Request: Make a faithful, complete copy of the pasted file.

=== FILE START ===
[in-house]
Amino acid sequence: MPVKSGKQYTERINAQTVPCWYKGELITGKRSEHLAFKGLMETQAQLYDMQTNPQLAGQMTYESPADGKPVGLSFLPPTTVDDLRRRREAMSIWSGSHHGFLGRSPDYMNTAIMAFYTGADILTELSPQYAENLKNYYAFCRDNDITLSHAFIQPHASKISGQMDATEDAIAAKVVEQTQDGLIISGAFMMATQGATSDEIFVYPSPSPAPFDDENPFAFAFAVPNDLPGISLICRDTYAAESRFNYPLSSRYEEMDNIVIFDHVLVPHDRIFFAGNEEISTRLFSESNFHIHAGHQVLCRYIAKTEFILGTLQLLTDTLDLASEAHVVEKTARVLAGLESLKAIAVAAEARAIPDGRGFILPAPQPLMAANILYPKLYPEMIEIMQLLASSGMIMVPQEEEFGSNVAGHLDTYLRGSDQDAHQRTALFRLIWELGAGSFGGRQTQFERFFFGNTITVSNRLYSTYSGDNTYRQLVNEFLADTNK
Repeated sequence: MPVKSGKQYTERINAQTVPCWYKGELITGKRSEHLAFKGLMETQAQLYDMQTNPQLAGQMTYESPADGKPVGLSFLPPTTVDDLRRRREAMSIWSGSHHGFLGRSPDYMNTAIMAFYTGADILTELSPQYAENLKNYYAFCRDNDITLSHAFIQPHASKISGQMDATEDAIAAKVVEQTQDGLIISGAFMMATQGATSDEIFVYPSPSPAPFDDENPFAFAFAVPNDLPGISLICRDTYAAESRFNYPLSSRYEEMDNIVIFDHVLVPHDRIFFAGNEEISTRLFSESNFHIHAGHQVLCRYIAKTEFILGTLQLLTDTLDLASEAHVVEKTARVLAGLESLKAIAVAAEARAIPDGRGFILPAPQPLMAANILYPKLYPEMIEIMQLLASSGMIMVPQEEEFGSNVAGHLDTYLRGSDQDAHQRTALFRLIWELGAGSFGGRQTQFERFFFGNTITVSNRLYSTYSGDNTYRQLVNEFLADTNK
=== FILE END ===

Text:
[in-house]
Amino acid sequence: MPVKSGKQYTERINAQTVPCWYKGELITGKRSEHLAFKGLMETQAQLYDMQTNPQLAGQMTYESPADGKPVGLSFLPPTTVDDLRRRREAMSIWSGSHHGFLGRSPDYMNTAIMAFYTGADILTELSPQYAENLKNYYAFCRDNDITLSHAFIQPHASKISGQMDATEDAIAAKVVEQTQDGLIISGAFMMATQGATSDEIFVYPSPSPAPFDDENPFAFAFAVPNDLPGISLICRDTYAAESRFNYPLSSRYEEMDNIVIFDHVLVPHDRIFFAGNEEISTRLFSESNFHIHAGHQVLCRYIAKTEFILGTLQLLTDTLDLASEAHVVEKTARVLAGLESLKAIAVAAEARAIPDGRGFILPAPQPLMAANILYPKLYPEMIEIMQLLASSGMIMVPQEEEFGSNVAGHLDTYLRGSDQDAHQRTALFRLIWELGAGSFGGRQTQFERFFFGNTITVSNRLYSTYSGDNTYRQLVNEFLADTNK
Repeated sequence: MPVKSGKQYTERINAQTVPCWYKGELITGKRSEHLAFKGLMETQAQLYDMQTNPQLAGQMTYESPADGKPVGLSFLPPTTVDDLRRRREAMSIWSGSHHGFLGRSPDYMNTAIMAFYTGADILTELSPQYAENLKNYYAFCRDNDITLSHAFIQPHASKISGQMDATEDAIAAKVVEQTQDGLIISGAFMMATQGATSDEIFVYPSPSPAPFDDENPFAFAFAVPNDLPGISLICRDTYAAESRFNYPLSSRYEEMDNIVIFDHVLVPHDRIFFAGNEEISTRLFSESNFHIHAGHQVLCRYIAKTEFILGTLQLLTDTLDLASEAHVVEKTARVLAGLESLKAIAVAAEARAIPDGRGFILPAPQPLMAANILYPKLYPEMIEIMQLLASSGMIMVPQEEEFGSNVAGHLDTYLRGSDQDAHQRTALFRLIWELGAGSFGGRQTQFERFFFGNTITVSNRLYSTYSGDNTYRQLVNEFLADTNK